Anyway, I’m particularly excited by how well Flex is being received worldwide… such tooling has not existed before and the demand is great, as the exceptionally strong attendence at the Flash summit in Beijing proves.

Questions about 2012

Trying to think through some trends, would appreciate your thoughts, thanks.

I believe we’re on the verge of tremendous changepocket screens, universal, all communicating… tooling, already familiar, tuned to the change… the Dawn of a New Design.

The first screen was custom-fitted to its content… a book, a painting, another artifact… moveable type and desktop publishing, movie screens and recordings, all kept lowering the costs to make new artifacts to hold new content.

The second screen was dynamic, the PC which could display any content, even content which did not previously exist elsewhere. The third screen was when these PCs could communicate with each other, the Internet and its most familiar application, the World Wide Web.

Now we’re on the verge of the biggest of them all, the ever-handy personal screen of nearly every human, and the larger social screens these personal devices can control. It’s coming, massive as a freight train, faster adoption than print or PCs or Web.

By 2012 we won’t have seen the full scope of this change, but we will have much clearer evidence of its directions. What do you think we might have seen by then?


It’s a safe bet these screens will become part of daily life quicker than PCs did, quicker than the WWW did. They’re far less expensive and will reach far more people. We’ve already seen how explosively people in any region adopt pocket voice or pocket text. And pocket screens are simply better toys.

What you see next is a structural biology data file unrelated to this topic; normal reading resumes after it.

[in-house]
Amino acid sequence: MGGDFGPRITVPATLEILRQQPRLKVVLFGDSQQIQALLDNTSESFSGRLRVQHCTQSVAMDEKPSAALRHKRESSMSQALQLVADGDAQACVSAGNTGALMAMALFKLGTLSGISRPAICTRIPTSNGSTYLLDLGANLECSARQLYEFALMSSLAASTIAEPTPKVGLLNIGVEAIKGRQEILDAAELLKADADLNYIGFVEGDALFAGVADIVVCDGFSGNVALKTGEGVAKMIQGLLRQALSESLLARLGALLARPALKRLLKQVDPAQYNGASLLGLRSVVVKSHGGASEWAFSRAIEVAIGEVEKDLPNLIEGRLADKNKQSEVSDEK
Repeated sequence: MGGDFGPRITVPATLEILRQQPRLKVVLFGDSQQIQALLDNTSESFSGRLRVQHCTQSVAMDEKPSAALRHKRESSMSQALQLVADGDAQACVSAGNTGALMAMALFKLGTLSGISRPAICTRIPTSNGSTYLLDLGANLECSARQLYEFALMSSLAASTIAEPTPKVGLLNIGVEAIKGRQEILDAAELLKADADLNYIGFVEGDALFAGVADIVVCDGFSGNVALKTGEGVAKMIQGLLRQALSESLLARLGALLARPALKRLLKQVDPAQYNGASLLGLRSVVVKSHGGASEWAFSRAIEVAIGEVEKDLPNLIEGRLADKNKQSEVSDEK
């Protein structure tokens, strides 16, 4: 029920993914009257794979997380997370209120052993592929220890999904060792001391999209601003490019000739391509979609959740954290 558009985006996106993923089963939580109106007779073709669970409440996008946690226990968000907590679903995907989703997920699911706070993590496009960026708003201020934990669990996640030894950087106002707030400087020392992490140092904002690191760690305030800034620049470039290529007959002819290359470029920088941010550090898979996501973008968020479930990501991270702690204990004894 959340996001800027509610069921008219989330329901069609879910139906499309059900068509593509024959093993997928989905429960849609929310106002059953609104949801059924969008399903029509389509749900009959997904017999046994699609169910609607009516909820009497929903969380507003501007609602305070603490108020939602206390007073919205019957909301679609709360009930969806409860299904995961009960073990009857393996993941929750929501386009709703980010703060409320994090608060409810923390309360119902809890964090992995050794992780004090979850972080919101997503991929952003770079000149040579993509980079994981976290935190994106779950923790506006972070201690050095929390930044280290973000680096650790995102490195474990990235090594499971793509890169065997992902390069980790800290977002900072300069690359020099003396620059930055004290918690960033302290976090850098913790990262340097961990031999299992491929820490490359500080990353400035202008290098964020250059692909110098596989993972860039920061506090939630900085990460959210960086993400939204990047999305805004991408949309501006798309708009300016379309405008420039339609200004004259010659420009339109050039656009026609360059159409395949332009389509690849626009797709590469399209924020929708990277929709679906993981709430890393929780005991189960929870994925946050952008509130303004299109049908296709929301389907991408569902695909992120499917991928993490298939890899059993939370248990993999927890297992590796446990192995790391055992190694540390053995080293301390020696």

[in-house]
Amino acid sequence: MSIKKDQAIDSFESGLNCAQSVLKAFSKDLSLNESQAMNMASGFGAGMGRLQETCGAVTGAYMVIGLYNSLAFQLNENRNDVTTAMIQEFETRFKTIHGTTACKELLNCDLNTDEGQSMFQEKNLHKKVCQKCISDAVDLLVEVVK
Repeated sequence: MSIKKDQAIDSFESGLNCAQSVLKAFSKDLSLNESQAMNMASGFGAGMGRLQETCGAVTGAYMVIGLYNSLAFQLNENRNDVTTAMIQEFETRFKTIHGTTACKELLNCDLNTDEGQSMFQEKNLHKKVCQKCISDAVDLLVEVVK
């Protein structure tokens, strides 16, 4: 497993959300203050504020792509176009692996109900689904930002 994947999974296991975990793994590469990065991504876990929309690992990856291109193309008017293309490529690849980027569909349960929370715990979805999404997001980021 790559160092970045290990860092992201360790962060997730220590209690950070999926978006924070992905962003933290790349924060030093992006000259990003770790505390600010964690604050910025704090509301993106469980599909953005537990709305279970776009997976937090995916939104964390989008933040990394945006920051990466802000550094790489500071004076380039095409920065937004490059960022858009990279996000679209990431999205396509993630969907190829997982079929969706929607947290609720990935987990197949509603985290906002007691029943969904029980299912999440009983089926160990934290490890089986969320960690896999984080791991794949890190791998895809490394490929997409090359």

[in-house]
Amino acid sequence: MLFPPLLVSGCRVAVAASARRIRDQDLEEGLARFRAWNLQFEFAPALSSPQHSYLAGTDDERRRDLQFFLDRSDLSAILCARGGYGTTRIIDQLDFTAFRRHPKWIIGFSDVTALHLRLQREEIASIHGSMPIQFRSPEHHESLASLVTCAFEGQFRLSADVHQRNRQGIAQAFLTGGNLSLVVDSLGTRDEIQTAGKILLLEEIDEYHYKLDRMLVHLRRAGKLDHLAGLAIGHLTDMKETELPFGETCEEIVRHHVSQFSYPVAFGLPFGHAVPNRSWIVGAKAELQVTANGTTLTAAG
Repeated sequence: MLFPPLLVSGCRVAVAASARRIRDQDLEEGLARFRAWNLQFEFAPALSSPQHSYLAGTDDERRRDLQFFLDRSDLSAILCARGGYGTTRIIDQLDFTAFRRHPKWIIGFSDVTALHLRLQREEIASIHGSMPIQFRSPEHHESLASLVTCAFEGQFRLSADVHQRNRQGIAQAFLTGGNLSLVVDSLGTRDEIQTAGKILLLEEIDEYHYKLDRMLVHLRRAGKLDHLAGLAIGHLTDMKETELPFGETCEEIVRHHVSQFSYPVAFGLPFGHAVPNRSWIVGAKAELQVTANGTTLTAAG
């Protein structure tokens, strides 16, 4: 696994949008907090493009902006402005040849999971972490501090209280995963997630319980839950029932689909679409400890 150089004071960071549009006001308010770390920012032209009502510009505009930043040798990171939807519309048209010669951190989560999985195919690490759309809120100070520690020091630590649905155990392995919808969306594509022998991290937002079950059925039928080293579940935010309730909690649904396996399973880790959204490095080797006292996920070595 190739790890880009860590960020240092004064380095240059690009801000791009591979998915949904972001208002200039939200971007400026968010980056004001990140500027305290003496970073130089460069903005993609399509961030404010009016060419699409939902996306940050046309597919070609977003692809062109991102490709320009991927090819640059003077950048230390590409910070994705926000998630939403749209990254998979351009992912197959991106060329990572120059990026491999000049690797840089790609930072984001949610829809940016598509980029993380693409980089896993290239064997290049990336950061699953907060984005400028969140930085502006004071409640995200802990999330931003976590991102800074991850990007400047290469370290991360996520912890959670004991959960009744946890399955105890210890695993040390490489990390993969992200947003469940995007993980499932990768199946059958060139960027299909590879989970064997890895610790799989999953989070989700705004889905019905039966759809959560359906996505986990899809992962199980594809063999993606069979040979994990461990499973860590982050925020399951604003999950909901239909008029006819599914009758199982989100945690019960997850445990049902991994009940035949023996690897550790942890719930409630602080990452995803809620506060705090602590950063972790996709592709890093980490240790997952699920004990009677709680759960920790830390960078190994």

But what will “adoption” mean? It can’t mean just “smartphone or featurephone”, because different brands and lines will have different abilities… that’s too simplistic a metric. Should we measure audience support by particular features, such as multitouch or device orientation (GPS, magnetometer, accelerometer)? But what then when two machines of similar capability are on different networks, and are permitted different experiences?

Illusions of inevitability aside, just how will this whole ecology grow?

How will we measure “adoption”? And how fast do you think people will carry around good, functional pocket screens? How are you planning on making decisions in this area… what will be the trigger for you? Thanks in advance for any anecdotes, perspectives.